Using the FastDNA™ SPIN Kit for Soil (MP Biomedical, Solon, OH, USA) 250 mg of defrosted and vortexed samples were used for DNA extraction according to the manufacturer's instruction with slight modifications as described in Burbach et al. (2016). The extraction protocol included a bead-beating step for improved mechanical disruption of Gram-positive bacteria as suggested by Henderson et al. (2013). Quality and purity of DNA extracts were analyzed using a NanoDrop 2000 spectrophotometer (Thermo Fisher Scientific, Waltham, MA, USA). Illumina library preparation by PCR amplification of the V1-2 region of the 16S rRNA gene was performed as reported recently (Camarinha-Silva et al., 2014). The archaeal community was amplified using the previously described primers Arch349 and Arch806 (Lee et al., 2012). The forward primer contained a 6-nt barcode, a 2-nt linker and both primers comprised sequences complementary to the Illumina specific adaptors (Camarinha-Silva et al., 2014). The PCR mixture of a total volume of 20 μl contained PrimeSTAR HS DNA polymerase (2.5 U, Clontech Laboratories, Mountain View, CA, USA), 2.5 mM dNTP mixture, 0.2 μM primers and 1 μl of template DNA. An initial denaturation at 95°C for 3 min was followed by 20 cycles of denaturation at 98°C for 10 s, annealing at 59°C for 10 s, extension at 72°C for 45 s and a final extension for 2 min at 72°C. One microliter of the PCR product was used for a second PCR (15 cycles) under the same conditions with the reverse primer containing a sequence that integrated the Illumina multiplexing sequence and Illumina index primers (Camarinha-Silva et al., 2014). Integrity of amplicons was analyzed by gel electrophoresis, purified, and normalized using SequalPrep Normalization Kit (Invitrogen Inc., Carlsbad, CA, USA). Samples were pooled and sequenced using 250 bp paired-end sequencing chemistry on an Illumina MiSeq platform. Sequences were processed using the MOTHUR software pipeline (Kozich et al., 2013). Sequences were excluded if they had any primer or barcode mismatch or N character, aligned, checked for chimeras using UCHIME (Edgar et al., 2011) and clustered into operational taxonomic units (OTUs) at ≥97% similarity. Low abundance OTUs (<0.05% of total reads) were removed and a total of 1,484 bacterial and 626 archaeal phylotypes were taxonomically assigned using the naïve Bayesian RDP classifier (Wang et al., 2007) and the RDP database (Cole et al., 2014). Sequences were submitted to European Nucleotide Archive under the study accession number PRJEB19491. The mean number of sequence reads for bacteria and archaea was 41,410 ± 1,689 and 14,986 ± 1,713 respectively.
Sample Preparation for Mass Spectrometry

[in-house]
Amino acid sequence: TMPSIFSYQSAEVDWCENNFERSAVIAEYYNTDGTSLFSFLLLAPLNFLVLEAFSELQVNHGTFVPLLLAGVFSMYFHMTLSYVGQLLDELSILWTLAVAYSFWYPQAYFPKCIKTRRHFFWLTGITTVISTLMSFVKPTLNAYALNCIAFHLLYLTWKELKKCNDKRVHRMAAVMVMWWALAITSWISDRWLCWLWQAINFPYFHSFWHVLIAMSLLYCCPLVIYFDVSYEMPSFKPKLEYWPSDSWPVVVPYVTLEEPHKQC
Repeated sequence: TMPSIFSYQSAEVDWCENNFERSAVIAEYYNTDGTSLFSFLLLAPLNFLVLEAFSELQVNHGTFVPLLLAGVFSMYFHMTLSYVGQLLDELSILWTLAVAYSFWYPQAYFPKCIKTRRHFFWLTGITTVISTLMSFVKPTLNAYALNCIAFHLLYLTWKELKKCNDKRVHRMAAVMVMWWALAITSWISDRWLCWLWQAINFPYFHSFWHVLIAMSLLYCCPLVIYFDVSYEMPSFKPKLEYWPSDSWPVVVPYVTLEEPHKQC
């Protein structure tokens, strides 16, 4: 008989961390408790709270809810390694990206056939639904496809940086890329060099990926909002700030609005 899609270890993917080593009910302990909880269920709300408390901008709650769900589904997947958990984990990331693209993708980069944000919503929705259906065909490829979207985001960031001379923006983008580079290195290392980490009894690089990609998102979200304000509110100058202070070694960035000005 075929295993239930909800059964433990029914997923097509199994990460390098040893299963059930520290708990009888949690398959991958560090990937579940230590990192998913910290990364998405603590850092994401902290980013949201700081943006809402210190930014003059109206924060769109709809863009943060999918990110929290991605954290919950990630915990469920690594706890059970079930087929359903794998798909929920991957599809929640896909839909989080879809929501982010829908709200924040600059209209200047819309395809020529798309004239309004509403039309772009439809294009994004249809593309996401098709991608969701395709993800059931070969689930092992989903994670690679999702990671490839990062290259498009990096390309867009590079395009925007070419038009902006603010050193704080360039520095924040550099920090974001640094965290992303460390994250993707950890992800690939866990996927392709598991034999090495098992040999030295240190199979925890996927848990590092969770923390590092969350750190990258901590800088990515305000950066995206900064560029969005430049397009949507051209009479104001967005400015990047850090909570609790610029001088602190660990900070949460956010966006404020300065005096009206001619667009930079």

Samples were thawed and vortexed prior to sample preparation as described by Deusch and Seifert (2015). To detach firmly fiber-associated bacteria, 4 g of each SP sample were shaken horizontally for 2 h at 4°C in 35 ml precooled 50 mM Tris-HCl (pH 8; 0.2 M NaCl; 0.1% methylcellulose 400cP). To dilute the liquid fractions, 5 ml of the respective buffer were added to 8 g of the RF and LP samples. All samples were sonicated briefly for 1 min and pressed through two-layered sterile cheesecloth. Residues were rinsed again with 30 ml of the above mentioned buffer and pressed vigorously. Obtained filtrates were centrifuged at 200 × g for 10 min at 4°C and supernatants were further filtered through sterile 40 μm PE filters. Cells were pelleted at 10,000 × g for 15 min at 4°C and washed three times in 1 ml 50 mM Tris-HCl (pH 7.5; 0.1 mg/ml chloramphenicol; 1 mM PMSF). Subsequently, aliquoted cell pellets were stored at −20°C. Protein extraction was performed as described previously (Deusch and Seifert, 2015). Cell pellets were resuspended by vortexing in 200 μl 50 mM Tris-HCl (pH 7.5; 0.1 mg/ml chloramphenicol; 1 mM PMSF) and 300 μl of 20 mM Tris-HCl (pH 7.5; 2% SDS) were added. After shaking in a Thermo-Mixer (Eppendorf) for 10 min at 60°C and 1,200 rpm 1 ml of 20 mM Tris-HCl (pH 7.5; 0.1 mg/ml MgCl2; 1 mM PMSF; 1 μl/ml Benzonase, Novagen) was added. Cells were lysed by ultra-sonication on ice, four times 2 min (amplitude 60%; cycle 0.5) followed by shaking in a Thermo-Mixer for 10 min at 37°C and 1,200 rpm. Samples were centrifuged at 10,000 × g for 10 min at 4°C and proteins in the supernatant were precipitated for 30 min at 4°C using 20% precooled trichloroacetic acid. Subsequently, precipitates were centrifuged at 12,000 × g for 15 min at 4°C, protein pellets were washed twice in precooled acetone and dried by vacuum centrifugation. Protein pellets were resuspended in 35 μl Laemmli buffer by 5 min sonication bath and vortexing followed by incubation for 5 min at 95°C to reduce disulfide bonds. Twenty microliters were purified with a short run on a one-dimensional sodium dodecyl sulfate polyacrylamide gel electrophoresis (1D-SDS-PAGE; 4% stacking gel, 20 mA; 12% running gel, 40 mA). Each gel lane of 0.5 cm length representing one sample was cut out and subjected to in-gel trypsin (Promega, Madison, USA) digestion overnight (Jehmlich et al., 2008). Obtained peptides were purified and desalted using Stage tips equipped with five layers of Empore™ SPE Disks (C18; diameter 47 mm; thickness 0.5 mm) as described in detail by Rappsilber et al. (2007).